Animal Kingdom, David Michod’s sixth directoral feature, is one of those films that promises a lot. Initial reception has been incredibly positive and, despite a relatively alternative storyline, Mihod has managed to bag some well-established acting talent to headline his feature. Raising your hopes and expectations about this film however is not a good strategy if you wish to glean some kind of enjoyment from it as, ultimately, it doesn’t really deliver.
Our protagonist J, or Josh if you consult his birth certificate, is a young boy seemingly without empathy or understanding for anybody around him. I’m not giving anything away by telling you that he watches a gameshow on tv whilst his mother sits beside him on the sofa dying of a drug overdose. She is disposed of, rather callously, early on so that J can be left in the equally egotistic hands of his Grandma: Janine. She’s apparently raised a family populated entirely by people for whom life is very cheap, unless a direct relative happens to get offed by the police – that’s different of course, and the film charts J’s attempts at surviving life in their criminal nest.
Animal Kingdom does succeed in intermittently engaging the audience. Guy Pearce puts in a praise-worthy performance as a justice-obsessed cop and Jacki Weaver, who plays the aforementioned Grandma Janine, is equally powerful as the manipulative matriarch of the family. There are also some nice little shocks in there and a smattering of moments where you are genuinely dreading what may or may not happen next. The overall result of this film, however, is a higher body count than Rambo and it is simultaenously less-entertaining and less convincing to boot. Given Stalone’s performance in Rambo this is defintely something of a problem.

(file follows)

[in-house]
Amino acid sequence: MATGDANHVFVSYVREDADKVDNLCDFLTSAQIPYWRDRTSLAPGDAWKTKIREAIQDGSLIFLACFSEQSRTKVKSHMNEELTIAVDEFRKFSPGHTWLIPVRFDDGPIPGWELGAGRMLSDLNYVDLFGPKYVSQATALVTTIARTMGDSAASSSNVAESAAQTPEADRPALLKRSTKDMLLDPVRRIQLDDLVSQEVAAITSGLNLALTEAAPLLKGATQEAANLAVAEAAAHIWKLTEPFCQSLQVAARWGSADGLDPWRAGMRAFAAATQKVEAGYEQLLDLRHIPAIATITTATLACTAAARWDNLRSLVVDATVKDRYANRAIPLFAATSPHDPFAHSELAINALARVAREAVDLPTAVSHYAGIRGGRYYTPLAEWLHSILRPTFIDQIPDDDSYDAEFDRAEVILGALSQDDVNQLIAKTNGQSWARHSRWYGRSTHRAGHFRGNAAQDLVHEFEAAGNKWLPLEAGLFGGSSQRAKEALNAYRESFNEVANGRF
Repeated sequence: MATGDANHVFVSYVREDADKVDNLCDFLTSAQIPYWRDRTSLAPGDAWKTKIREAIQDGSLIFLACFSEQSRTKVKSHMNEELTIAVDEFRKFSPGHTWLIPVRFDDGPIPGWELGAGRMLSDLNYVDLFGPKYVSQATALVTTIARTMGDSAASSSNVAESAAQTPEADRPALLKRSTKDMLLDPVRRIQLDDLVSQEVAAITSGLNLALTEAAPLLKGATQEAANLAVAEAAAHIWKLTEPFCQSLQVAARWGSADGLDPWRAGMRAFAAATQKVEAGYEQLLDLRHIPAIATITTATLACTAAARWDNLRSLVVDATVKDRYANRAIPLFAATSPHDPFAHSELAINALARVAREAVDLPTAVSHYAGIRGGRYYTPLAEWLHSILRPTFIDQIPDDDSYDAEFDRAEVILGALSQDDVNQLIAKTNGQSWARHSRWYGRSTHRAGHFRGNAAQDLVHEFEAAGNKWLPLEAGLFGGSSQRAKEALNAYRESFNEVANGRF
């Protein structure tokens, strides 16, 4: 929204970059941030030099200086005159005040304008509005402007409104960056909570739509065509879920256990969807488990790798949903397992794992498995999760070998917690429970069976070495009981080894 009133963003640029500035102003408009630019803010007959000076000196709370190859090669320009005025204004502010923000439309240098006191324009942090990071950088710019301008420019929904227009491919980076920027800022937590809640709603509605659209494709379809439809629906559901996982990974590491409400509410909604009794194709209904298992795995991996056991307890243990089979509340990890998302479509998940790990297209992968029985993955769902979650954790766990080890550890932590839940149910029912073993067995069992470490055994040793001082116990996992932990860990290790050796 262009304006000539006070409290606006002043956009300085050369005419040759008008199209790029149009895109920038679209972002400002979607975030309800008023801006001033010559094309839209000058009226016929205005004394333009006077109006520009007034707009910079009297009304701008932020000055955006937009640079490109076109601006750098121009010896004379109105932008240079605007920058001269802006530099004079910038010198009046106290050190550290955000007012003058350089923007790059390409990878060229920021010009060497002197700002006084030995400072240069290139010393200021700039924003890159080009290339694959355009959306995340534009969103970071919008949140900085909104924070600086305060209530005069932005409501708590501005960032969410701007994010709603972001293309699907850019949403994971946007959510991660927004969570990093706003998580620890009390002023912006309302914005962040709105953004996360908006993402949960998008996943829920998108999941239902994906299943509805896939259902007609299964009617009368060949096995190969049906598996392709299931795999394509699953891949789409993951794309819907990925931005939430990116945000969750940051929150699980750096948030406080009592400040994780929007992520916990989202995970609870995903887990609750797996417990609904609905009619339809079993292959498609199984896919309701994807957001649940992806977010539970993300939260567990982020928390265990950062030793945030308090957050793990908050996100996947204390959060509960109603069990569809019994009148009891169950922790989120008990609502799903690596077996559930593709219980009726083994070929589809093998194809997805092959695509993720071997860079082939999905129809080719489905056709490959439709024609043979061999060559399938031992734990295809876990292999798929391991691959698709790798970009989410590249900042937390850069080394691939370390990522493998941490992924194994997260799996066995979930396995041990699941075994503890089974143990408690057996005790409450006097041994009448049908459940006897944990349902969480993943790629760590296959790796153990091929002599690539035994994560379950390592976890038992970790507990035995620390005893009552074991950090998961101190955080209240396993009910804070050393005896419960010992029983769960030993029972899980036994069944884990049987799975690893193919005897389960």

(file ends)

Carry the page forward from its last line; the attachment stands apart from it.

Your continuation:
In addition to the tendency to bump someone off whenver there’s a lull in the narrative, Mochid also has a tendency to over-rely on slow-motion. An over-reliance on any stylistic technique is seldom a good thing and in the case of this film all it does is drag out already overly long sequences. It is, presumably, supposed to help us digest the action but all it does is highlight how little is actually going on at that moment. Michod, who both wrote and directed this piece, seems to have chosen the oddest moments to lapse into slow-motion – most notably when people are being tackled to the ground – it feels a little bit like something borrowed from a bad Michael Bay film which is not exactly a winning model.
The key difficulty with this film is that it is all but impossible to care about our protagonist who, due to the nature of his character, is unable to emote. He is given one scene in which he is finally allowed to do so as enough terrible things have by then happened to draw a reaction out of young J and in those twenty seconds he is thoroughly engrossing. Of course, one might argue, twenty seconds is hardly long enough to judge real acting talent. Even with the fifteen minute voice over at the beginning of this picture the audience never really gets to know its protagonist and is therefore alienated throughout.
An interesting stab at the crime/drama genre but more development is definitely required to convince us of the reality of the characters and the situation.
DIRECTOR: DAVID MICHOD
CAST: JACKI WEAVER, GUY PEARCE, BEN MENDELSOHN, SULLIVAN STAPLETON, JAMES FRECHEVILLE
RUNTIME: 112 MINUTES